Don't forget to enjoy a delicious cup of Turkish Coffee during your travel in Turkey

Turkish Coffee

Brings esteem for Forty years – Dates back 1300 years

The origin of the coffee tree is Africa (Ethiopia to be exact), far away from the shores of Turkey. Nor is Turkey a coffee producer. But the Turkish have a very special place in the history of coffee. Turkish coffee is the only type served with its grounds and is the most suitable for fortune telling.

The proverb “a cup of coffee brings esteem for forty years” sufficiently explains its fame in Turkey. The Turks took it as a measure of esteem, offered it to their guests, drank a cup of it after every meal and tried to read the future from the signs in the cup.

Coffee trees like warm weather very much. Very, very much! According to hearsay, it was discovered by a shepherd in the Kaffa region of Ethiopia in the 8th century. For many centuries it was confined within the boundaries of Ethiopia and was used for very different methods than those of today. Locals crushed the coffee beans into flour to make bread with it, boiled its fruits and used the pot water as medicine. Around the 10th century, coffee went to the Arabian Peninsula and it started to be boiled and drunk in a way similar to today, i.e. scorching, grinding and boiling.

Some sources say that the date of arrival of coffee in Istanbul is the 1500’s. However, many other sources go back farther. Furthermore, they also give an address in Istanbul. Kiva Inn, which was established in 1471 in Tahtakale, is said to be the first known café in the world. Sources which indicate the era of Yavuz Sultan Selim and the year 1517 for the arrival of coffee also tell about the same address despite the date difference; they tell that Kiva Inn in Tahtakale had introduced Yemen coffee to residents of Istanbul. Whatever the date was, it is clear that coffee was a center of taste among Ottomans in a very short time and it was even held in high honor in the palace.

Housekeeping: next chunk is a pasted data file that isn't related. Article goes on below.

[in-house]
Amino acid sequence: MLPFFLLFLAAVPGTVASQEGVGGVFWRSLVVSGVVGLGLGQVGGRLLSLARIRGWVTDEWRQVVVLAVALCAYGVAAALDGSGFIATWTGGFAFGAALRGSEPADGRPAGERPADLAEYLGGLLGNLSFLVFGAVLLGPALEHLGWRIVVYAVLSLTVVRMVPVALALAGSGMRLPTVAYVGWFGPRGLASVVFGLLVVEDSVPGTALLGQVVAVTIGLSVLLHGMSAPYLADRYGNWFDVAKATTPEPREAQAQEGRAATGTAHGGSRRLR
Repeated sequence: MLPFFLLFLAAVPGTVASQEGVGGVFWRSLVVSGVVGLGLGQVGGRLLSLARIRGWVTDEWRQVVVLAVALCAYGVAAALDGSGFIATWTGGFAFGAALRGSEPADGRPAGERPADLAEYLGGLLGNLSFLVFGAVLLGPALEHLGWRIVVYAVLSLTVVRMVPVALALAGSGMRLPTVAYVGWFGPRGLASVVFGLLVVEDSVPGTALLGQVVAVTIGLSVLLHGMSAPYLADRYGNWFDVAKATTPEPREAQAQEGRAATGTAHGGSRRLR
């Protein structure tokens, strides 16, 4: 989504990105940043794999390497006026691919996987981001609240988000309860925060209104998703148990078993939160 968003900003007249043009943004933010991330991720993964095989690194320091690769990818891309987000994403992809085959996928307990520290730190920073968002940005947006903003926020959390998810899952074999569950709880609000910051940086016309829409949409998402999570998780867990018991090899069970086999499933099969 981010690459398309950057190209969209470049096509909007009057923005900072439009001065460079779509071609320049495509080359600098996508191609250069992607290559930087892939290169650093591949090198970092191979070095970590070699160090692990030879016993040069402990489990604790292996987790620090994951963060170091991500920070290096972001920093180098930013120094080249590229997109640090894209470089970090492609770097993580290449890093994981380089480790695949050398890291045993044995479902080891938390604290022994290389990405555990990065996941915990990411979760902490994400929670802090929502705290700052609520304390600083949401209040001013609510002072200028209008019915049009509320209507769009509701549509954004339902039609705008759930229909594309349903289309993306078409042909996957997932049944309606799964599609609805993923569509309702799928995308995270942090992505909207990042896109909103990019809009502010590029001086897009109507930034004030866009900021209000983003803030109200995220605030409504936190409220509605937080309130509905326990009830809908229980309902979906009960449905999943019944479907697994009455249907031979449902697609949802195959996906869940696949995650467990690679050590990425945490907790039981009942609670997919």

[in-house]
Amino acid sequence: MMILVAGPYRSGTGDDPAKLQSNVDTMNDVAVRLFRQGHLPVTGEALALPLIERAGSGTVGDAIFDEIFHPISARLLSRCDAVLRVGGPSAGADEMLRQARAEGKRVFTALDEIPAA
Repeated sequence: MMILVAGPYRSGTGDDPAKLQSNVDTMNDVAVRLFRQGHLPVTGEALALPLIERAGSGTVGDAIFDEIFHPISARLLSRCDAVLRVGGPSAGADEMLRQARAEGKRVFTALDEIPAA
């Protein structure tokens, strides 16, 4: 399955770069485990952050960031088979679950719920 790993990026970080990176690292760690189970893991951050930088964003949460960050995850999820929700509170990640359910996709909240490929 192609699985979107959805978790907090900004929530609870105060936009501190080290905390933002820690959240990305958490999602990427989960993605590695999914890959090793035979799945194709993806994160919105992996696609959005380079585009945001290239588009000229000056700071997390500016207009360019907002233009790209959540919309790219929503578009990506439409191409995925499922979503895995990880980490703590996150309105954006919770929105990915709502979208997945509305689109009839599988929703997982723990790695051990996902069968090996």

Even though Courts of Shariah Law in Mecca declared coffee “nonkosher”, it was announced “religiously permissible” by the Ottomans in 1524. This interest grew stronger during the era of  Suleiman the Magnificent, even a rank in the palace called “head coffee maker” was created. The head coffee maker used to be selected from among “very reliable” names as he would take on such a task. For this reason, he used to be respected very much and even promoted to higher ranks later on.

The Ottomans are also known as the “first coffee importers” in the world. Coffee’s journey to Europe was also via Istanbul as Venetian merchants carried the taste they became familiar with in gradually increasing coffeehouses to Venice. Then coffee went further into Europe as of the 1600’s. It was first sold by lemonade sellers in the streets. Afterwards, just as it had been in Istanbul, coffeehouses were opened. Entering into the Europe continent from Venice, the coffee carried on its journey to more significant stops. According to the records, it reached Paris exactly in 1643 and London in 1651.

Even though it was  born in Ethiopia and developed in the Arabian Peninsula, it is very natural that coffee is mentioned together with the name “Turk” as it spread in Europe and from there in the world from Istanbul. Also the oldest coffee brand in the world belongs hereabouts. That brand is Kurukahveci Mehmet Efendi, which has a 150-year-old story. During the 1800’s coffee was being sold as raw beans, scorched in houses and ground in coffee hand mills. A very young entrepreneur, Mehmet Effendi, who was educated in Süleymaniye Madrasah, took a historical step in 1871. He started selling “ready coffee” in a shop he took over from his father. His fame spread through Istanbul instantly just like the smell of freshly ground coffee.

Although it varies in taste and appearance, counterparts of the word ‘coffee’ in almost all languages are very close to each other. It is named as ‘coffee’ in English, ‘Kaffee’ in German, ‘café’ in French, ‘caffe’ in Italian; Dutch call it ‘koffie’, Hungarians call it ‘kàvè’, Romanians call it ‘kava’, Russians call it ‘kophe’, Chinese call it ‘kafei’, and Japanese call it ‘kohi’. Armenians, on the other hand, fall very far away from the word coffee with a name like, ‘soorj’.